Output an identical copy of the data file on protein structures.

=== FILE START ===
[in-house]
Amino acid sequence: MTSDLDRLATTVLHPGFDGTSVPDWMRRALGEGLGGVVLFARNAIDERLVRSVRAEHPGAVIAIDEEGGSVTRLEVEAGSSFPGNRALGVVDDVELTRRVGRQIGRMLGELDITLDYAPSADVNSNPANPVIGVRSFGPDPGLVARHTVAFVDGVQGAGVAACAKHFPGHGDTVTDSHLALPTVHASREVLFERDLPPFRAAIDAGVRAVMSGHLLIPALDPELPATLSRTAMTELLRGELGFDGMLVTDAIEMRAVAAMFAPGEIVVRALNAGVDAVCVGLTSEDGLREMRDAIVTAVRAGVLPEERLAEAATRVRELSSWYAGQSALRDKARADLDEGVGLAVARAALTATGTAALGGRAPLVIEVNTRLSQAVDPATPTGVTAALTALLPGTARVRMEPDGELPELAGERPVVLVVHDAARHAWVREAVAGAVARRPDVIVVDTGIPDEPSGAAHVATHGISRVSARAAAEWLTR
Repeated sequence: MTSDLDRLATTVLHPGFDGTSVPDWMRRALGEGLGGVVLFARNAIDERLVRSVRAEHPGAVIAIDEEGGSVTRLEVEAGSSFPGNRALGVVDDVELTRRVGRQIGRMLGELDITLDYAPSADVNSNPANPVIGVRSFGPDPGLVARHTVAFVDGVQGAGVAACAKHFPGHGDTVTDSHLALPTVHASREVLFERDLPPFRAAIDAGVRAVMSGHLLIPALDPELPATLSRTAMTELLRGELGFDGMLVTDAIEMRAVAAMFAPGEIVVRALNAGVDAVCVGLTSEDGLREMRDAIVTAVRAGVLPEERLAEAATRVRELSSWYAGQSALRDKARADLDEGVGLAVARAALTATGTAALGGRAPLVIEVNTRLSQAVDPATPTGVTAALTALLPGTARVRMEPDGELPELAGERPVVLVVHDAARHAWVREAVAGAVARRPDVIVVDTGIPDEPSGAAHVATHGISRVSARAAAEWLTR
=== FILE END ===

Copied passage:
[in-house]
Amino acid sequence: MTSDLDRLATTVLHPGFDGTSVPDWMRRALGEGLGGVVLFARNAIDERLVRSVRAEHPGAVIAIDEEGGSVTRLEVEAGSSFPGNRALGVVDDVELTRRVGRQIGRMLGELDITLDYAPSADVNSNPANPVIGVRSFGPDPGLVARHTVAFVDGVQGAGVAACAKHFPGHGDTVTDSHLALPTVHASREVLFERDLPPFRAAIDAGVRAVMSGHLLIPALDPELPATLSRTAMTELLRGELGFDGMLVTDAIEMRAVAAMFAPGEIVVRALNAGVDAVCVGLTSEDGLREMRDAIVTAVRAGVLPEERLAEAATRVRELSSWYAGQSALRDKARADLDEGVGLAVARAALTATGTAALGGRAPLVIEVNTRLSQAVDPATPTGVTAALTALLPGTARVRMEPDGELPELAGERPVVLVVHDAARHAWVREAVAGAVARRPDVIVVDTGIPDEPSGAAHVATHGISRVSARAAAEWLTR
Repeated sequence: MTSDLDRLATTVLHPGFDGTSVPDWMRRALGEGLGGVVLFARNAIDERLVRSVRAEHPGAVIAIDEEGGSVTRLEVEAGSSFPGNRALGVVDDVELTRRVGRQIGRMLGELDITLDYAPSADVNSNPANPVIGVRSFGPDPGLVARHTVAFVDGVQGAGVAACAKHFPGHGDTVTDSHLALPTVHASREVLFERDLPPFRAAIDAGVRAVMSGHLLIPALDPELPATLSRTAMTELLRGELGFDGMLVTDAIEMRAVAAMFAPGEIVVRALNAGVDAVCVGLTSEDGLREMRDAIVTAVRAGVLPEERLAEAATRVRELSSWYAGQSALRDKARADLDEGVGLAVARAALTATGTAALGGRAPLVIEVNTRLSQAVDPATPTGVTAALTALLPGTARVRMEPDGELPELAGERPVVLVVHDAARHAWVREAVAGAVARRPDVIVVDTGIPDEPSGAAHVATHGISRVSARAAAEWLTR